Ride Like a Pro
We caught up (it wasn’t easy….) with some of Britain’s greatest cyclists to discover their top tips on how you can become a fitter, faster, better cyclist. Here’s what they had to say…
Sir Chris Hoy
How to improve leg strength in the gym
According to multiple world and Olympic track cyclist Sir Chris Hoy there is one exercise that stands – or rather stands, sits and stands – head and shoulders above all the rest. “If I had to do only one exercise to help develop my lower body, it would be the squat,” he says.
Squats can be with just body weight to start with, and weights as you get stronger – either with a bar bell across the shoulders behind the neck, or with free weights held at your sides. To do one right, stand with the feet a shoulder width apart, with your toes pointing out slightly. Move your hips back to start and bend your knees and hips to lower your torso until your hips are at least level with your knees. Straighten back up again steadily, keeping good form. Ensure your knees stay in line over your toes throughout.
Join a club
“Join a cycling club,” says former world and Olympic champion Cooke to anyone getting into cycling. “That’s where you’ll find camaraderie, encouragement and the structured riding and training you want.” For a list of clubs, see www.british cycling.org.uk. For more Cooke training advice, read her book, Cycle For Life.
Why you need to go slow
Mark Cavendish may be the ‘fastest man on two wheels’ but according to the Manx missile, the secret to winning races is going as slowly as possible. “It’s all about conserving energy,” says Cavendish. That means sitting in the right place in the peloton, keeping out of the wind and pedalling with a smooth action. “Even where you hold the handlebars matters,” he says. It’s also about not going faster than you need to. Like Cavendish, you need to focus on the goal – if you’re after a good finishing time then there’s no point in being first over a mid-ride mountain if the effort dents your ability to finish fast.
Ride with your head
“Mental preparation is vital for an arduous event or race,” says the double track world champion, Olympic silver medallist and cycling commentator. “Your body is controlled by your mind, and when you’re competing against others who are physically at the same level, it ultimately comes down to who has more mental strength.
“On a sportive you need to use your head too – plan your ride, then have the mental discipline to stick to your strategy. Don’t start too fast. It’s better to have more to give at the end than hitting the wall in the final few miles.”
Riding in fast groups
“How you ride in a fast group depends mainly on how well you know the other riders and their level of competence,” says pro cyclist Yanto Barker. “If you don’t – and that goes for most sportives – then I wouldn’t recommend riding too fast and tight.
“Don’t get quite as close to the wheel in front as you would with clubmates. Check which way the wind is coming, and sit just to the left or right behind the wheel in front to give yourself a couple more inches if there is a sudden deceleration.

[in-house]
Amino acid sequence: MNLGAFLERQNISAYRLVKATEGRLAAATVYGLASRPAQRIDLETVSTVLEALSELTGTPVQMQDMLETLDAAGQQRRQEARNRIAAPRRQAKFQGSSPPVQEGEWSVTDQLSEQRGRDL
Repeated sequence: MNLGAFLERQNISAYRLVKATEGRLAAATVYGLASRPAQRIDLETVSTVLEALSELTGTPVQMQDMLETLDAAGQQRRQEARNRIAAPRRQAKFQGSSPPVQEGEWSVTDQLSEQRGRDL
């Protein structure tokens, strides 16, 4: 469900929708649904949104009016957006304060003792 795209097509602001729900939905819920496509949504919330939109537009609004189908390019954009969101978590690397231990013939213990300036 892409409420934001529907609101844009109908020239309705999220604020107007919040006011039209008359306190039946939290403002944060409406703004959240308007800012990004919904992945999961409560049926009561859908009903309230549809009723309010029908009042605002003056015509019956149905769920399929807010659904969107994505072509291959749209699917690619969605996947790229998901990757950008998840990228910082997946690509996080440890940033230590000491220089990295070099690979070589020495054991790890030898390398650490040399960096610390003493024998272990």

“Assess the riders around you for reliability and smoothness. Move away from erratic riders. Always pay attention. It’s obvious advice, but don’t enjoy the scenery if you’re very close to other riders.
“Make sure your bike works perfectly with no creaks or rattles, and that your bottle comes out and goes in cleanly. One of the most common reasons for crashing is looking down at a rattle, slipped gear or sticky bottle.
“Be smooth yourself. Moving your body weight can change the position of your bike and cause trouble for people around you – especially when the road rises.
“Always shout loudly and point or indicate when communicating dangers, cars, potholes, other riders and turnings. Keep commands simple like ‘left, right, up, out, in’ – anything longer then single syllable words will sound garbled when spoken at speed with wind rushing in everyone’s ears.”
“A tough early season challenge sets you up for the season,” says the Olympic gold medal winner, “and makes the bigger, more important goal events of your high-season more doable. The 2011 Giro was my first full Grand Tour and it was tough. But then a lot of the following races which were normally quite hard felt easier.”
“I’m not known for using technology and there was no computer or monitor of any kind on my bike for my 541-mile record ride,” says Andy ‘Wilko’ Wilkinson, the 24-hour time trial champion and world record holder. “But although I compete on feel, a heart rate monitor is great for training – especially for reining me in on long, six or seven hour ‘fat-burning’ rides.”
“Don’t tense up and don’t brake in the corners – stay flexible and brake before you turn in,” says Team Raleigh’s national criterium champion. “That’s my best advice for descending. The same goes for tight corners: stay flexible and wipe off excess speed in a straight line before you turn in. Braking mid-corner will just make gripping all the harder for your tyres, and risk sliding the bike out from under you.”
Big day dinners
“On a big training day I fuel on the bike every half an hour,” says the Team GB paralympic and national champion. “We usually finish at about 4pm and the first thing I do is down an energy drink and eat a late lunch. But my metabolism is so fast, I eat another dinner at about 7:30.”
“Don’t forget your post-race or training protein,” says the Team Sky pro and Olympic champion. “After a big ride or race you need at least 50g of protein within half an hour of getting off the bike to help start your recovery.” That’s the equivalent of a chicken breast – but a prepared whey protein recovery drink is more convenient.
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